DVORAK – Piano Quintet in A Major Op.81
Cristina Vaszilcsin, Lyndon Taylor (violins) / Peter Garrity, viola
David Chickering, ‘cello / Catherine McKay, piano
St.Andrew’s on-the-Terrace, Wellington,
Wednesday, 1st December 2010
At the end of the first movement of this performance of the Dvorak Piano Quintet I was flabbergasted – here was a group of musicians who had come together just for the occasion performing at a free lunchtime concert in Wellington, giving us playing and interpretation of a stature I was confident I’d not heard previously bettered in this music. I had heard the first violinist, violist and pianist play as a trio before, but within this extended configuration of performers Cristina Vaszilcsin, Peter Garrity and Catherine McKay seemed to me inspired beyond anything previously I’d heard them perform together – obviously the “enhanced” alchemy generated by the presence among the ensemble of Lyndon Taylor and David Chickering (playing violin and ‘cello, respectively) was working brilliantly.
Several things at once registered regarding the group’s playing: – firstly, the beautiful timbral focus of each instrument, at once distinctive and proportioned, each individual line a delight for the ear to follow. Then the unanimity of both attack and of phrasing, five instruments playing as one, yet each seemingly free-spirited, realized both the music’s strength and poetry. Whether one listened to each bar, or a phrase or succession of phrases, one felt the musicians had swallowed the music whole, finding both incidental delight in detail and long-term purpose and strength in the movement’s overview.
So every aspect of the music was given its place – the lyricism of the opening ‘cello-and-piano melody (beguiling tones from David Chickering and Catherine McKay, here), the vigor and point of the response, the depth of colour and texture in the middle voices, the distinctive tone of voices such as the viola’s, and the volatility with which things such as tempi, dynamics and textures would change – but it was the cumulative impact of the whole which truly galvanized our sensibilities as listeners. The quickening of tempi at the movement’s end thus seemed an entirely natural outcome of exuberant release from the energies the playing had built up throughout. Perhaps we in the audience should have forgotten our inhibitions and clapped and cheered at that point – instead we simmered with the excitement of it all, and waited impatiently for the next movement to begin.
The gorgeous viola solos in this work reminded us that the composer himself played the instrument – Peter Garrity’s open-hearted tones were set off beautifully by Catherine Mckay’s piquant piano-playing throughout the slow movement’s opening, one whose melancholy brought out the sunny remembrances of the con moto sections which followed. Here, rhythms were buoyed by enthusiastic pizzicati, with Cristina Vaszilcsin’s and Lyndon Taylor’s silvery violin duetting delightfully recalling happier times, the exuberance marred only by a brief moment of imprecision with the staccato downward phrase at the end. Although viola and violin soulfully revisited the opening, cheerfulness kept on trying to break in – there was a merry dance in whirling triplets begun by the viola, mischievously spiked by the piano in a two-against three game of chase, and a return to the con moto pizzicati impulses, with more cross-rhythms to keep the musicians on their mettle and beguile the listener’s ear – but a stoic sadness seemed to prevail and wander into lonely silence at the end.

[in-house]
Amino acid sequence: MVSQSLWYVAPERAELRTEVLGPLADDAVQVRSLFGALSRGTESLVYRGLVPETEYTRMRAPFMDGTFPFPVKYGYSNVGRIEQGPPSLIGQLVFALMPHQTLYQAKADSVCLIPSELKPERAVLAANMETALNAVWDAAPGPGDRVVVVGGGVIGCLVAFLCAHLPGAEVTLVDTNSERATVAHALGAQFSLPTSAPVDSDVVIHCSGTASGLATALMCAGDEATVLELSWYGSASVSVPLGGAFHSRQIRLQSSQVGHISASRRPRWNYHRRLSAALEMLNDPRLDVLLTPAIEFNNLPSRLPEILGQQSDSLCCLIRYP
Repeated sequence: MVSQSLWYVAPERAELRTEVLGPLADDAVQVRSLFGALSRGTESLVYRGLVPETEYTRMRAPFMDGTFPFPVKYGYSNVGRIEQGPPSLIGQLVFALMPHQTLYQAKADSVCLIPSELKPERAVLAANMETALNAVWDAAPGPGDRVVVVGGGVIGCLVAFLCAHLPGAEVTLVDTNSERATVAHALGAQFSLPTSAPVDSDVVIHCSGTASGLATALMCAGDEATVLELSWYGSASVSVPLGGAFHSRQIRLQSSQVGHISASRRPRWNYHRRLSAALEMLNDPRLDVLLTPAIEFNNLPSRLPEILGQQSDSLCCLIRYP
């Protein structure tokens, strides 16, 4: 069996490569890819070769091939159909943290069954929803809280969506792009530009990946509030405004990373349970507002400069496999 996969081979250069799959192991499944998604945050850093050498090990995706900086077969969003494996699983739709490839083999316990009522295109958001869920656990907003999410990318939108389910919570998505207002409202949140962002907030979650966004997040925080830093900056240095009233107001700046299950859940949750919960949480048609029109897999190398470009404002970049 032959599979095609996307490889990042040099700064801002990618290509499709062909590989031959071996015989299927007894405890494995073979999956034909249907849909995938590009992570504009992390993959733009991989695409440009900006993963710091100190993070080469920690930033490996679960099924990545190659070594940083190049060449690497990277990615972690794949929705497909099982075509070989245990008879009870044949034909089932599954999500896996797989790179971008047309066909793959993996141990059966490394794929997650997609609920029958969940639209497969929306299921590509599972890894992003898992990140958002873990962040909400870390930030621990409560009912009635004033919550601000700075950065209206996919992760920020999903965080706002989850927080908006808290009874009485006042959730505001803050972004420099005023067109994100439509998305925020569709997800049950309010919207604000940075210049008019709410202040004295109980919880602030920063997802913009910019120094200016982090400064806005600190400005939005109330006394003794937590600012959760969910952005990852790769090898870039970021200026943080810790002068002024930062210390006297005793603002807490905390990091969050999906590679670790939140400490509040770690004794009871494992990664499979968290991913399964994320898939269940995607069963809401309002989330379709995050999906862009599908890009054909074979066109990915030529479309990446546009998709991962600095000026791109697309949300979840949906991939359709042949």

As with Schubert’s music, tragedy often sits alongside exuberance and gaiety in Dvorak’s work – and the Scherzo of the Quintet immediately dispelled the previous movement’s sobriety with energies of the most infectious, almost unseemly kind, here brilliantly realized by the players, the “furiant” aspect readily recalling some of the most brilliant of the composer’s Slavonic Dances. In the middle of it all, a gentle pastoral-like trio played engagingly with rhythms, suggesting a lovely ambiguity of trajection before skipping back into the dash and propulsion of the main dance. At the finale’s onset I thought the tempo a fraction too fast at first; but the players sustained both their articulation and ensemble, Lyndon Taylor’s violin getting a rare chance for its voice to shine alone by leading off the energetic fugal section of the movement, here especially relished by Catherine McKay’s piano-playing. Towards the end, the strings’ arched descent, echoing that of the piano a few bars before, gave regretful notice of the music’s conclusion, the musicians seeming reluctant to release those final graceful stepwise utterances, which grow inexorably into whirling flourishes of brilliance. These last sounds were greeted here with the utmost enthusiasm by a good lunchtime crowd, whose members seemed unanimously of the opinion that they had witnessed some extraordinary music-making.